Though the term ‘forensic accountant’ was coined by Maurice E. Peloube in way back in 1946, forensic accounting today is one of the hottest buzzwords in the legal world and has come to the attention of everyone from different quarters. While its definition may be still in the realm of debate, unanimity exists on its being an area of specialization in the accounting discipline that is used in circumstances that have legal consequences.
Unlike several other established areas of academic and scientific research, forensic accounting is a new discipline that is evolving as an area of study.
This umbrella term covers the forensic accountants who blend their knowledge of accounting and finance with investigative skills in various litigation settings. To sum up, they are detectives of the finance world.
What is Forensic Accounting?
Sometimes referred to as forensic auditing, forensic accounting is used in the pursuit of justice in court proceedings and to protect people from fraudulent activities. There are many applications of this accounting specialty – from preparing analytical data for litigation and testifying in a court of law as needed, conducting forensic analysis of financial data, performing forensic research to trace funds to identifying assets for recovery. These services are provided by forensic accountants who work either independently or are hired by accounting firms, consultancy firms specializing in forensic accounting services or risk consulting, law enforcement agencies, lawyers, insurance companies, financial institutions or government organizations.
The areas where forensic accounting is applied mostly are fraud investigations, insurance claims and negligence cases.
Forensic accounting is beneficial in finding business fraud and arresting corporate leakages. The findings of financial accounting are permissible in the court of law.
Forensic Accounting in Legal Circumstances
Forensic Accounting is an accounting specialty which interfaces with the law.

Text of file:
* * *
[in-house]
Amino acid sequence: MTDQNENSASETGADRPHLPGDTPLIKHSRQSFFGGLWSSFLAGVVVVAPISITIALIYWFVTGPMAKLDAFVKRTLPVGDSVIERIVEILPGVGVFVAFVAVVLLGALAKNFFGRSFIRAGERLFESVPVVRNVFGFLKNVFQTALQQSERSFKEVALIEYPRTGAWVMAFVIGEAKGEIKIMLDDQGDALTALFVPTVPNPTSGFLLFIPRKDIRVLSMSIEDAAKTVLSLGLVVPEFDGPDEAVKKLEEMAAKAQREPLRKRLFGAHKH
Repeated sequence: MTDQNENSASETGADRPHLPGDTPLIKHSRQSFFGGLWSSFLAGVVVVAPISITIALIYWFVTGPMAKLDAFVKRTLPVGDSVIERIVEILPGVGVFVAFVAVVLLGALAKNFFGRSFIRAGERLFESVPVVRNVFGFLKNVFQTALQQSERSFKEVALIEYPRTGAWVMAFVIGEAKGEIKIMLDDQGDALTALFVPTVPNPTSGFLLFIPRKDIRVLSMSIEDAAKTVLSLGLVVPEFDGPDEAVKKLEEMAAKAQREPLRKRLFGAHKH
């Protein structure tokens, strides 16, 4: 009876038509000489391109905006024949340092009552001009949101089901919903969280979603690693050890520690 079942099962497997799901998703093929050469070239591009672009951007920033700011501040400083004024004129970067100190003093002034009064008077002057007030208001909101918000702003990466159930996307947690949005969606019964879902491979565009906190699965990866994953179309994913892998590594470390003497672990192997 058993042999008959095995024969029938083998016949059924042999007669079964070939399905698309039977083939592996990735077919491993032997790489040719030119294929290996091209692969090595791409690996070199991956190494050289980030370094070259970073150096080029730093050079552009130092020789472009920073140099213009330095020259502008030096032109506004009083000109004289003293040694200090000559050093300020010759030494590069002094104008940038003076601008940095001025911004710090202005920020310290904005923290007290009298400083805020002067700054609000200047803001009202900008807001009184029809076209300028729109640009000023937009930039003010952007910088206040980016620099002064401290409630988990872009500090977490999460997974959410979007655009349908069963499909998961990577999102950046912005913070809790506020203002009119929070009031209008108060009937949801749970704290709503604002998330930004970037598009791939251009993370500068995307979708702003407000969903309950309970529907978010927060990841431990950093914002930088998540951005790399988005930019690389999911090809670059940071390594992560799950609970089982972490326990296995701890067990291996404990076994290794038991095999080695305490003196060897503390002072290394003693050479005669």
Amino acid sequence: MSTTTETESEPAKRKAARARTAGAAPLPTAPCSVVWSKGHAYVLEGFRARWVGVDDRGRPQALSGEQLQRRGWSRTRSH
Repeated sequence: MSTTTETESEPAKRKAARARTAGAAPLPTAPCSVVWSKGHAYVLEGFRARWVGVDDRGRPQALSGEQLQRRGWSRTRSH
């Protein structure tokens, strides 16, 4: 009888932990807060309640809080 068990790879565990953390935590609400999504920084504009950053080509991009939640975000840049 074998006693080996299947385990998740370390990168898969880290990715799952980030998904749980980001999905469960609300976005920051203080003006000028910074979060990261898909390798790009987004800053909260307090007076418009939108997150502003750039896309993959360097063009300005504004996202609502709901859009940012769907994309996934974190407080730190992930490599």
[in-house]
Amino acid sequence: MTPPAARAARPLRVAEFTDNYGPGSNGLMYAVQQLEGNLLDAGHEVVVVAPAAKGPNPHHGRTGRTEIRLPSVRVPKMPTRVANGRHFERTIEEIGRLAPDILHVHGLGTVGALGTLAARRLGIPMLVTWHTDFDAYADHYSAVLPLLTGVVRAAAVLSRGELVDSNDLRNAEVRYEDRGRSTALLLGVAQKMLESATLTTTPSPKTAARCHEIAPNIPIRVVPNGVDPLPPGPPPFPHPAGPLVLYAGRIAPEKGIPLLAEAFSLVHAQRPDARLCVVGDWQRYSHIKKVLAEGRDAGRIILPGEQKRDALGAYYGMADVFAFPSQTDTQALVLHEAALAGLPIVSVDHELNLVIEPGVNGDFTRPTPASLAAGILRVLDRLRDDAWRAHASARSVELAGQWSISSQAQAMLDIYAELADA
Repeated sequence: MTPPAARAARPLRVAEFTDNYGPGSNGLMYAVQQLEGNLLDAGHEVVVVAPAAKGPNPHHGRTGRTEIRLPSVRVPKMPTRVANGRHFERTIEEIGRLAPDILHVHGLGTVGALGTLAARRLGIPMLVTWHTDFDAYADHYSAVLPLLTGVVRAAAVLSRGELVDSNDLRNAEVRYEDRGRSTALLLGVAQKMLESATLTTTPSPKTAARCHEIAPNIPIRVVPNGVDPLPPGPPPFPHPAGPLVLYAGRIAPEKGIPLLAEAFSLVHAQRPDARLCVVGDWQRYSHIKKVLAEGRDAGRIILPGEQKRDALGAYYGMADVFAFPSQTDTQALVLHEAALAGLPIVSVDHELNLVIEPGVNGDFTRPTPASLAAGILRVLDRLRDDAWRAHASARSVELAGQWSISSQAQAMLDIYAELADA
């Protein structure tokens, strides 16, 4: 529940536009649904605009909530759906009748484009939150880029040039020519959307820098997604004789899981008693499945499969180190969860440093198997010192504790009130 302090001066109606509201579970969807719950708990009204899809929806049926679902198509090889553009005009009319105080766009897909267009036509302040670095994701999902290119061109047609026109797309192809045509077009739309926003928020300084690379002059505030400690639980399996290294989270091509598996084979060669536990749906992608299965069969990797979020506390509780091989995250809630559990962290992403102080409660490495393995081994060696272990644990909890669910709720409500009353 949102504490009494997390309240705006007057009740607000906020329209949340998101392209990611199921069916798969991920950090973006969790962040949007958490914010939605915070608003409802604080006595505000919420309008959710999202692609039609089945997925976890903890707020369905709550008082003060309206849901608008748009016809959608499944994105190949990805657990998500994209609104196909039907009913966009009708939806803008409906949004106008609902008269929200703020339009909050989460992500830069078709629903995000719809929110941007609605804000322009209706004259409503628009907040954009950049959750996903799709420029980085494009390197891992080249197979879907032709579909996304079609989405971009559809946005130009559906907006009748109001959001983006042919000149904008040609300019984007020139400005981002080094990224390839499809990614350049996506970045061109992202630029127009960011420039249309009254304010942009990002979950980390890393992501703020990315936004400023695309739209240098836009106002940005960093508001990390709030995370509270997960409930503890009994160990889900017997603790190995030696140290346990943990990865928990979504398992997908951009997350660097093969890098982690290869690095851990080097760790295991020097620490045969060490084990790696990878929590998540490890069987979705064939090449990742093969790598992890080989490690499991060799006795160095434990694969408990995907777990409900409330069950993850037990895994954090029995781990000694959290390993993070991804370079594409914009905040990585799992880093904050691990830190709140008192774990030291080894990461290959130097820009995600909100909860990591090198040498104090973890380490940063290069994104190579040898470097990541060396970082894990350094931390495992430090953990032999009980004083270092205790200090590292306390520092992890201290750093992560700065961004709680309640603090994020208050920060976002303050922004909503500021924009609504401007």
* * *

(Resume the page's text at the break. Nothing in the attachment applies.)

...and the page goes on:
Business accounts are so complex that it becomes well nigh impossible for problems to be identified without thorough investigation. The cost of overlooking evidence of financial bungling can be huge. Forensic accountant looks for, prevents and pre-empts fraudulent activity to protect the businesses or organisations. Forensic accountancy can be used to avoid economic crimes from ever occurring by both preventing problems and nipping any fraudulent activity identified in the bud.
The reputational and financial risks of economic crime can be disastrous. Financial accountants, also known as fraud examiner, investigative accountant and fraud auditor, help to investigate, analyse and resolve potential economic misrepresentation. They also offer forensic advisory services to prevent economic crimes.
Today, forensic accountants are in demand more than ever. This is due to the fact there has been growing cases of fraudulent activities.
Forensic accounting has evolved into an increasingly specialised area within the wider field of accounting. Forensic accounting practice encompasses a wide array of activities at the interface of accounting practice and the law.
In legal practice, especially during the trial and investigation of criminal cases of financial crimes such as embezzlement, money laundering, misappropriation of property, a lawyer often has to come to grips with different issues of accounting, which are so complex for them to understand. Here forensic accountants come to their rescue. They use their expertise in finance to investigate financial crimes and fraudulent activities. They analyse financial information to enable lawyers to prosecute criminals, such as those involved in money laundering, embezzlement, misappropriation of property etc.
Forensic accountants put heir analytical and problem-solving skills to investigate financial crime. They investigate mergers and acquisitions. Their services are required in tax investigations and all kinds of civil litigation support.
When it comes to litigation, the forensic accounting is used to quantify damages caused to the parties involved in legal disputes and can assist in resolving disputes before they reach the courtroom.
If a financial dispute reaches the courtroom, the forensic accountant may be called upon to render an expert opinion or testify as an expert witness. They also prepare visual aids to support trial evidence. What differentiates forensic accountant apart from a typical accountant is the knowledge of the courtroom. They are well aware of legal procedures and concepts, and are able to communicate financial information in a concise and clear manner in the courtroom.
Forensic accountants play a significant role in analysing current financial standards and processes, which can lead to the identification of more efficient solutions.
Today, forensic accounting is one of the fastest emerging areas in law enforcement. By utilizing accounting forensic financial irregularities, money laundering, embezzlement, and other fraudulent activities can be detected which otherwise would have a devastating impact upon the businesses or organisations in the long run.